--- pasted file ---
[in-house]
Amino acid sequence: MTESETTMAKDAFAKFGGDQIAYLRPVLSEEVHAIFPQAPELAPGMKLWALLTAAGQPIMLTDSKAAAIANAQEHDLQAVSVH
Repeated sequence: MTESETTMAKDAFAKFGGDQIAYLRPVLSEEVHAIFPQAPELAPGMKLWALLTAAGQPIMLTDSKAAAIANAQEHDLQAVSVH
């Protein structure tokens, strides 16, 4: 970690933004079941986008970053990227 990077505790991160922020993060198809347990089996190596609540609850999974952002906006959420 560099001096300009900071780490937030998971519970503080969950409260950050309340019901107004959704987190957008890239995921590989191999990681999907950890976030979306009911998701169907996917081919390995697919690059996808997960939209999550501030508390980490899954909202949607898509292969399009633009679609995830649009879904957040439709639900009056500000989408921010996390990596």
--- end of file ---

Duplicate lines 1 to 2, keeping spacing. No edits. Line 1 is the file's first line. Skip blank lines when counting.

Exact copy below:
[in-house]
Amino acid sequence: MTESETTMAKDAFAKFGGDQIAYLRPVLSEEVHAIFPQAPELAPGMKLWALLTAAGQPIMLTDSKAAAIANAQEHDLQAVSVH